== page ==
I beg to differ. IBM has bigger sales than ever before. They have a history of jettisoning lines, programs, and whole divisions (printers, hard drives, PC's and more) going back decades -- sometimes in response to crisis and failure, but also sometimes proactively -- while emerging eventually bigger and stronger. They're all about the plumbing of giant enterprises (and running part or all of their IT operations) that make for MEGO reading, but big business for the biggest businesses. And I believe they still come up with more patents every year than any other digital company, some in very basic and advanced research, and they're at the forefront of supercomputing. You might also want to Google the Eclipse foundation to get a handle on IBM's big play in Open Source.
Originally Posted by bsenka
The is the stupidest product I've ever heard of.
Leave out the optical drive just to make it thinner? WhoGAS if a notebook is any thinner than they already are? Macbooks are already very thin and light. When people talk about "ultra-portable" they mean overall smaller dimensions, a smaller footprint, and a smaller screen. That might justify the lack of an optical drive, but "thinner"? Come on.
Some of us continue to see the world only through our own lenses. Halving the weight of my bag of computing rocks would be huge for me, but as above I also try to see it in the light of the total marketplace, not just my own needs and wants.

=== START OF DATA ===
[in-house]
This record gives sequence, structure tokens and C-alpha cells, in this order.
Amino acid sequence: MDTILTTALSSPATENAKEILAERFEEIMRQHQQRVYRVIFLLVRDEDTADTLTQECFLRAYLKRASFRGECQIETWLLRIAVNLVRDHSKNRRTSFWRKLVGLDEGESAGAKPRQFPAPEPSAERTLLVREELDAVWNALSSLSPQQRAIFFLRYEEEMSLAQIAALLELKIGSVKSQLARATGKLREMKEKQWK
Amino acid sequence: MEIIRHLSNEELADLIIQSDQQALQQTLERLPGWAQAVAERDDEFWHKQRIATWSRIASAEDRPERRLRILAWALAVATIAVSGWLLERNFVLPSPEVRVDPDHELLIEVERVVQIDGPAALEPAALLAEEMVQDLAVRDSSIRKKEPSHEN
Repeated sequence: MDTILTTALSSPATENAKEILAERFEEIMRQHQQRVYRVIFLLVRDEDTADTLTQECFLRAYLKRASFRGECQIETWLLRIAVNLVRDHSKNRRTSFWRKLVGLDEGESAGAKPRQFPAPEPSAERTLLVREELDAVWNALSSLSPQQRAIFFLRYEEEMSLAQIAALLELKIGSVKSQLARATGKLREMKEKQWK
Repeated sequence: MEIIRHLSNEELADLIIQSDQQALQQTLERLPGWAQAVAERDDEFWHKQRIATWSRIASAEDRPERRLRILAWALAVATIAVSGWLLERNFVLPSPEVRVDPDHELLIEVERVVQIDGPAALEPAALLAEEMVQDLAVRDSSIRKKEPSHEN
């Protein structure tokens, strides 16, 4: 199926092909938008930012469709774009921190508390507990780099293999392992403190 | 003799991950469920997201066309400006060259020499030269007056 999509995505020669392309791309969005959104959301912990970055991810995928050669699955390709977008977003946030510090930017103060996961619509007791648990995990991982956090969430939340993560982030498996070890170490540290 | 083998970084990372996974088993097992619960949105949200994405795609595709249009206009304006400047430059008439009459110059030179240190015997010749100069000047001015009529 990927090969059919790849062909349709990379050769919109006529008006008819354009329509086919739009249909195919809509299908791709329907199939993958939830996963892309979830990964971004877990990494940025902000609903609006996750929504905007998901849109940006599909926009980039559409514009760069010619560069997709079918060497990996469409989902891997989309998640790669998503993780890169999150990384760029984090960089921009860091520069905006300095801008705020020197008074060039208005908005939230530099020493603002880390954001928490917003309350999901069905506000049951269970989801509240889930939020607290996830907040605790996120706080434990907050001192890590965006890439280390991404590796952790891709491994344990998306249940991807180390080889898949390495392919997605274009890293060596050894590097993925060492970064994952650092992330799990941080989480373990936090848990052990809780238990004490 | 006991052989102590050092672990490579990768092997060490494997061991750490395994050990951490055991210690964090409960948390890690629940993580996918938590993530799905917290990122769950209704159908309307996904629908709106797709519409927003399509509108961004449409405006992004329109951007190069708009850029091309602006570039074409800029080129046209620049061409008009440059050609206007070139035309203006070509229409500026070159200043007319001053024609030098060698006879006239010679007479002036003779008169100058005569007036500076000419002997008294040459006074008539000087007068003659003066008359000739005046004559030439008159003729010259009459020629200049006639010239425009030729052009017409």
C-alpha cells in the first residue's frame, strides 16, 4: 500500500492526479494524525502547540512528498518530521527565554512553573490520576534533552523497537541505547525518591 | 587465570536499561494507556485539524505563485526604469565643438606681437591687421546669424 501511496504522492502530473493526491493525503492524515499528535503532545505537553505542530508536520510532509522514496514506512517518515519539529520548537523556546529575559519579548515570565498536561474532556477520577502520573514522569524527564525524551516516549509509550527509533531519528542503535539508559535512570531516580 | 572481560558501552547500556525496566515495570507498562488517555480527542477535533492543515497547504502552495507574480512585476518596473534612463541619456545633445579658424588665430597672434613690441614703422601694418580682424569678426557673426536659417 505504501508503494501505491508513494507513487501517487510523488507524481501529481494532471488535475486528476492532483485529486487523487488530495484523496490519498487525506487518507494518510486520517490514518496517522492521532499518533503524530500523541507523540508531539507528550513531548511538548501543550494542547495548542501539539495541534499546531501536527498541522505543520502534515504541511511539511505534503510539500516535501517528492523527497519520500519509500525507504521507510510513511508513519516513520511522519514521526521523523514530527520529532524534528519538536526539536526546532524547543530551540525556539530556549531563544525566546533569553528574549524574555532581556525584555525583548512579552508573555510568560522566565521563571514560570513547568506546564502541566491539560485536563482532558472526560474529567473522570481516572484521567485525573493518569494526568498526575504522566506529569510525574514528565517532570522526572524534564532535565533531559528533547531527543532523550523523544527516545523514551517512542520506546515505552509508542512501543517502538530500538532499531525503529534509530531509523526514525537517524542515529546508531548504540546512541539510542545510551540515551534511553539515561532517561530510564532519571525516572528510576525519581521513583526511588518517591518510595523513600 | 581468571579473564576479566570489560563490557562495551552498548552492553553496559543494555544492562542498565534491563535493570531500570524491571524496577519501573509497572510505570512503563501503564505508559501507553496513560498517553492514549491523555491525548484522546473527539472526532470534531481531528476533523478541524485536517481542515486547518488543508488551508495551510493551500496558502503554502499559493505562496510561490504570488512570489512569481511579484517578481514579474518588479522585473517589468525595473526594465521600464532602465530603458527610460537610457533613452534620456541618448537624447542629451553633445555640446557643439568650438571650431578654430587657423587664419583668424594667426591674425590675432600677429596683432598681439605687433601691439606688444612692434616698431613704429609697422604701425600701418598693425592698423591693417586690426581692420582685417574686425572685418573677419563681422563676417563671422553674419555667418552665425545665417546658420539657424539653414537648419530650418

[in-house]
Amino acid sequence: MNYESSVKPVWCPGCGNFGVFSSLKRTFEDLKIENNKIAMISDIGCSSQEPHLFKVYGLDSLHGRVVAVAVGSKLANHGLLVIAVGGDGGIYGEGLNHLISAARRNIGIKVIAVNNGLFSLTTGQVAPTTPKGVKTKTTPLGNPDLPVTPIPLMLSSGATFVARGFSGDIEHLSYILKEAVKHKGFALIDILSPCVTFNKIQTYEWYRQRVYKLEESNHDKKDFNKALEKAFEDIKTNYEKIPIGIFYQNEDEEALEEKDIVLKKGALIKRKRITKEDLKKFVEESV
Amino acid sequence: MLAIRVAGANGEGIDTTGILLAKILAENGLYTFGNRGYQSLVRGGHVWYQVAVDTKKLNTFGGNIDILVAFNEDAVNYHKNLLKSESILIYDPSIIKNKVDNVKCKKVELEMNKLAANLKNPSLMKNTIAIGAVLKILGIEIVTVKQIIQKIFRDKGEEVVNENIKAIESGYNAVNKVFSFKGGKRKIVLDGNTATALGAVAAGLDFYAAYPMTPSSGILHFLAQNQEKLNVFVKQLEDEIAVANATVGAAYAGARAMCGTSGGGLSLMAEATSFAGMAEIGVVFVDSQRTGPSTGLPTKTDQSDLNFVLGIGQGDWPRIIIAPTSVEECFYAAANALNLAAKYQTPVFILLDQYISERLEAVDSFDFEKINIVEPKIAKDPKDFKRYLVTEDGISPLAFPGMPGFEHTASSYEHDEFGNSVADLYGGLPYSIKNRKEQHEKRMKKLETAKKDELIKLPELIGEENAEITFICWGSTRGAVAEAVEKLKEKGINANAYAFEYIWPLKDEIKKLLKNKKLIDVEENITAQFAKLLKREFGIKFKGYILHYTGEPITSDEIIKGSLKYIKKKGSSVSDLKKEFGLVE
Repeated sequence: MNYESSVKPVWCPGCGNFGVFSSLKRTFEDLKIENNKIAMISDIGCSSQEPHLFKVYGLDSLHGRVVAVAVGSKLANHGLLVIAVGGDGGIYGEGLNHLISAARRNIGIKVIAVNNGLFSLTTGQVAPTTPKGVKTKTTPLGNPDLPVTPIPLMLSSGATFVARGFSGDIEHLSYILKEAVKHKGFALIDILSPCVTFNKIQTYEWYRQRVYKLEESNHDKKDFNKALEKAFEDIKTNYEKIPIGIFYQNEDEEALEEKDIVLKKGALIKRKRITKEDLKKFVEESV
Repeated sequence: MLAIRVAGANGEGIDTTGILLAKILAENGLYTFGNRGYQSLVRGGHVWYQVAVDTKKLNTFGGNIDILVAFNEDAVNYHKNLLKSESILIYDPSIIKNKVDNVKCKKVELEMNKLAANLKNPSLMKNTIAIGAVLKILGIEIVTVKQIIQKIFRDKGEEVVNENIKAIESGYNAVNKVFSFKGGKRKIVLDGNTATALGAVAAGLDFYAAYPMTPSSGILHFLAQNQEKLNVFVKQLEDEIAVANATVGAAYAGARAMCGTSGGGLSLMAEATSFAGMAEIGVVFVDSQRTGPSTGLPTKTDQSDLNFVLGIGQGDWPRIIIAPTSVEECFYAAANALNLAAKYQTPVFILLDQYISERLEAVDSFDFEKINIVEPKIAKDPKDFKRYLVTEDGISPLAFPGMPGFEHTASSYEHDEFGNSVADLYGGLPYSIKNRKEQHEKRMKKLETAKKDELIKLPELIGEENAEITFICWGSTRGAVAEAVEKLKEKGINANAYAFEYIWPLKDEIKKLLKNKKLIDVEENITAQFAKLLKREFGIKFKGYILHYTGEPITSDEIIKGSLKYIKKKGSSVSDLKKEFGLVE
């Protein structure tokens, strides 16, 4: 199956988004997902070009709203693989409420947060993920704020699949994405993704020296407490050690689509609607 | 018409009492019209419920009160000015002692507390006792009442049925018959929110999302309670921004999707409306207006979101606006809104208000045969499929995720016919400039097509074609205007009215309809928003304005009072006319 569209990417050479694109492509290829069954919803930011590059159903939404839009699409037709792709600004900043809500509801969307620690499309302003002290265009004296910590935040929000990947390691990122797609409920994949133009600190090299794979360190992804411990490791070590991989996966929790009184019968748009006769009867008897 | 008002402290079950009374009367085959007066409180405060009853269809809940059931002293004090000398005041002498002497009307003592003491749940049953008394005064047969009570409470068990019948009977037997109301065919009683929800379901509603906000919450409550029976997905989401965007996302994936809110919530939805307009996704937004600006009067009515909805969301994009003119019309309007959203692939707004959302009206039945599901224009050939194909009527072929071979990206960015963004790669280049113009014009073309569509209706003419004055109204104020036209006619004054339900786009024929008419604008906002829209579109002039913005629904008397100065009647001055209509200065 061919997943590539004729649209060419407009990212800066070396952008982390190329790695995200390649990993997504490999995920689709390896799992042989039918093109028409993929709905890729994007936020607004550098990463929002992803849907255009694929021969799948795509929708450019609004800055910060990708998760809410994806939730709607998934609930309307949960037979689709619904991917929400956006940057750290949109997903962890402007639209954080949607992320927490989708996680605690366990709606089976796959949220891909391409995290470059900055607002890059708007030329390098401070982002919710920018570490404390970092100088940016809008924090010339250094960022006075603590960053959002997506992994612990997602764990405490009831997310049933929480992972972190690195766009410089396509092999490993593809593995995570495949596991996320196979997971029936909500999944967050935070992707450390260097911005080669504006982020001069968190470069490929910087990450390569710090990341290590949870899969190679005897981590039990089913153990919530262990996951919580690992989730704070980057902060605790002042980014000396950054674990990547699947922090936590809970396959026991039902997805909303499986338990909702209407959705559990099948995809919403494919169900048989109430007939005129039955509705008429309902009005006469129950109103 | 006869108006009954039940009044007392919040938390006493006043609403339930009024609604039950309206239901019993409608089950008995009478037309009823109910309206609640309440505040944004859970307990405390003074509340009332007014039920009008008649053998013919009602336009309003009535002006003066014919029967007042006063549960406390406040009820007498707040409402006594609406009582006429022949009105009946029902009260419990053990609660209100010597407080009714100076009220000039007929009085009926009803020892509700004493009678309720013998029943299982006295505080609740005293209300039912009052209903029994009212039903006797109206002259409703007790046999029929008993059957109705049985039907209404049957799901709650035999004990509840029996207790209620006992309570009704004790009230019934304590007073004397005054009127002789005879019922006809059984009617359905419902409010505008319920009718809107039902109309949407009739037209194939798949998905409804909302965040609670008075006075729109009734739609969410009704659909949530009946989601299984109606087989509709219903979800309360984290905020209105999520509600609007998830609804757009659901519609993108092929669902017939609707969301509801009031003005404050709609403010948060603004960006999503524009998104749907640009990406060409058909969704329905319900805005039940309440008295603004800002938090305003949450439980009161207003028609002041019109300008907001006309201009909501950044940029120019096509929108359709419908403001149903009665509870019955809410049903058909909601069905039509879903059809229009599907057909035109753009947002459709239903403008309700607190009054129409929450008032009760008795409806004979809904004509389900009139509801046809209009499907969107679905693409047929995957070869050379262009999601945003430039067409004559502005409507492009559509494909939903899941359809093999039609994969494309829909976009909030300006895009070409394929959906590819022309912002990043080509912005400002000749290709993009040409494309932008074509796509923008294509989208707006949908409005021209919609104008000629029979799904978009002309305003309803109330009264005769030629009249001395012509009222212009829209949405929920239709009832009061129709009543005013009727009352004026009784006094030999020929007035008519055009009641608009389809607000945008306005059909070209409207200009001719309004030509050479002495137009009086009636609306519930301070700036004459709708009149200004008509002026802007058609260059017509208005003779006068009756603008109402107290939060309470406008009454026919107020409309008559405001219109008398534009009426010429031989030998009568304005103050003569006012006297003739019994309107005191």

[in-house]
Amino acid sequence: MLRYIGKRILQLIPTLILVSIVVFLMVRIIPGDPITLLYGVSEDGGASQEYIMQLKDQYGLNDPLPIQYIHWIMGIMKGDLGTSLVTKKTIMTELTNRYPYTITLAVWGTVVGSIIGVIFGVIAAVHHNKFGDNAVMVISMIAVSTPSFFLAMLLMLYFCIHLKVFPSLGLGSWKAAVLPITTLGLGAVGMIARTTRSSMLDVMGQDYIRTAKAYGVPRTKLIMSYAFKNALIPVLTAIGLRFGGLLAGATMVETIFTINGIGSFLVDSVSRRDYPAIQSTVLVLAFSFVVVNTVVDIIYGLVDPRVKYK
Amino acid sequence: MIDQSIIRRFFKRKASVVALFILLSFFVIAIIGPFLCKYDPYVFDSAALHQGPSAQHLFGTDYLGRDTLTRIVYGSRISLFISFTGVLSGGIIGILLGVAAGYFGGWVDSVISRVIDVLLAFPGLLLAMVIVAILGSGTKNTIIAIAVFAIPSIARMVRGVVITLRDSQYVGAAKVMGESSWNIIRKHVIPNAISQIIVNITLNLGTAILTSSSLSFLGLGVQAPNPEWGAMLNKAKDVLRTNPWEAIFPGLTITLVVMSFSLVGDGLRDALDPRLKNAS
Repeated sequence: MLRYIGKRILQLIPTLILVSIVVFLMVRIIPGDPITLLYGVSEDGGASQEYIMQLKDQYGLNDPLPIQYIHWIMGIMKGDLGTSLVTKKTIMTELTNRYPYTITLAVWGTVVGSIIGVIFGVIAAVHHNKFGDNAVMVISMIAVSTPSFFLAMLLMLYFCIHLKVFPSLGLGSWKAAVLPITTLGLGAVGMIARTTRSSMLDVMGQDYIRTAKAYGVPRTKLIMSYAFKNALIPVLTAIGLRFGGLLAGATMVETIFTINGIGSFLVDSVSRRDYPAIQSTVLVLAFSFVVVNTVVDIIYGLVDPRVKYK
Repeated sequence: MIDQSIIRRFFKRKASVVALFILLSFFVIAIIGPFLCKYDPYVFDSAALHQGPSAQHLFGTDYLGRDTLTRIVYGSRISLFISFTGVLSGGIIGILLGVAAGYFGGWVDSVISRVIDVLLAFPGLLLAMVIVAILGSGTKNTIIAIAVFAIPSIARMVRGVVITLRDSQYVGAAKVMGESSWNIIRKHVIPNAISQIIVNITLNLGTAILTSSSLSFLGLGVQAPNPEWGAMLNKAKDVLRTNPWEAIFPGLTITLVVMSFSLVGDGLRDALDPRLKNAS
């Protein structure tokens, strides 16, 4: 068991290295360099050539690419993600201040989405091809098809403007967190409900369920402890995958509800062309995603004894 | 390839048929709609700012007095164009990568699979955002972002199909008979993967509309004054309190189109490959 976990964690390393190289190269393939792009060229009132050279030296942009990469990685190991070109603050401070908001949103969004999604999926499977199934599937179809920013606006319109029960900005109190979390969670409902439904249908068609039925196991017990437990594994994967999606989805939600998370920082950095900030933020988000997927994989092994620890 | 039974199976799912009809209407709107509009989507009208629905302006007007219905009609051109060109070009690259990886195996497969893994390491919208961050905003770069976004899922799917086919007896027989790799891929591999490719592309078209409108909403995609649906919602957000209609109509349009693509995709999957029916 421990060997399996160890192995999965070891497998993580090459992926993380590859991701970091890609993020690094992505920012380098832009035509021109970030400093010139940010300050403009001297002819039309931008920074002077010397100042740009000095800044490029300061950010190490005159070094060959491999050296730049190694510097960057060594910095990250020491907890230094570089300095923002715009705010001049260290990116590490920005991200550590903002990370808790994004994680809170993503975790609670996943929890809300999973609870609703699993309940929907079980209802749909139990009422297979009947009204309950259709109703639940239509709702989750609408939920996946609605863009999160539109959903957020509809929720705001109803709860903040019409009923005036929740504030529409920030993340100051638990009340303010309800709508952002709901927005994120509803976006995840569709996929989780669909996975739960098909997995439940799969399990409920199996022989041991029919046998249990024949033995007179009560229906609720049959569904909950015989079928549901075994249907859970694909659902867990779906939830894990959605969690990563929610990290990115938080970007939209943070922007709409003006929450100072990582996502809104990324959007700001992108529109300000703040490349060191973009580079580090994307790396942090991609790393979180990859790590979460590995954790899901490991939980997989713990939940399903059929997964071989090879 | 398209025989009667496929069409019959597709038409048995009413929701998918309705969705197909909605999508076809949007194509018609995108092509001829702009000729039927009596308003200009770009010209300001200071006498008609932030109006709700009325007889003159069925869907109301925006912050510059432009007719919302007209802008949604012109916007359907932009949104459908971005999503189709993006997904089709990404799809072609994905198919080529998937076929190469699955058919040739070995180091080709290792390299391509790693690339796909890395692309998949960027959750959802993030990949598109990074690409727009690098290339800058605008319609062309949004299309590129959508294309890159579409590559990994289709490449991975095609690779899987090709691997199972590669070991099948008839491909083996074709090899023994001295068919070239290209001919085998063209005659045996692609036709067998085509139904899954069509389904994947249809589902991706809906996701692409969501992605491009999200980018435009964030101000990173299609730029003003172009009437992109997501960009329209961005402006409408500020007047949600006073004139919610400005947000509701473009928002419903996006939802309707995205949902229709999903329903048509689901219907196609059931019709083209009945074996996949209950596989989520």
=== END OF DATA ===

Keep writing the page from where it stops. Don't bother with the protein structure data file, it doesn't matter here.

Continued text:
But one thing to think about is an update on the dock concept. A one step hook up to optical drive, larger HD (or HD's), extra ports, facility for larger monitor, free standing keyboard and mouse (especially if the device itself is improbably multi-touch and lacks a track pad), with some other Apple touches. Still, I wouldn't hold my breath.
Originally Posted by Benton
Can anyone knowledgeably address the eReader possibility I raised in comment 66?
I don't know how knowledgeable I am, but you're talking about totally different screen technologies. The ebook screen depends on its not consuming power once a page of data has been rendered. It's also supersharp and only (for now at least in general production) black and white. LED displays need constant power, even when nothing on the screen is changing. They also, as you can observe, don't deliver text that's as readable over hours as paper whereas eBooks almost pull this off. Also, the form factor is wrong for the way most books are formatted, unless the iPhone accelerometer tech could be added. And I also think a 2.5 pound "book" would get heavy on the lap compared to the weight of an eBook reader.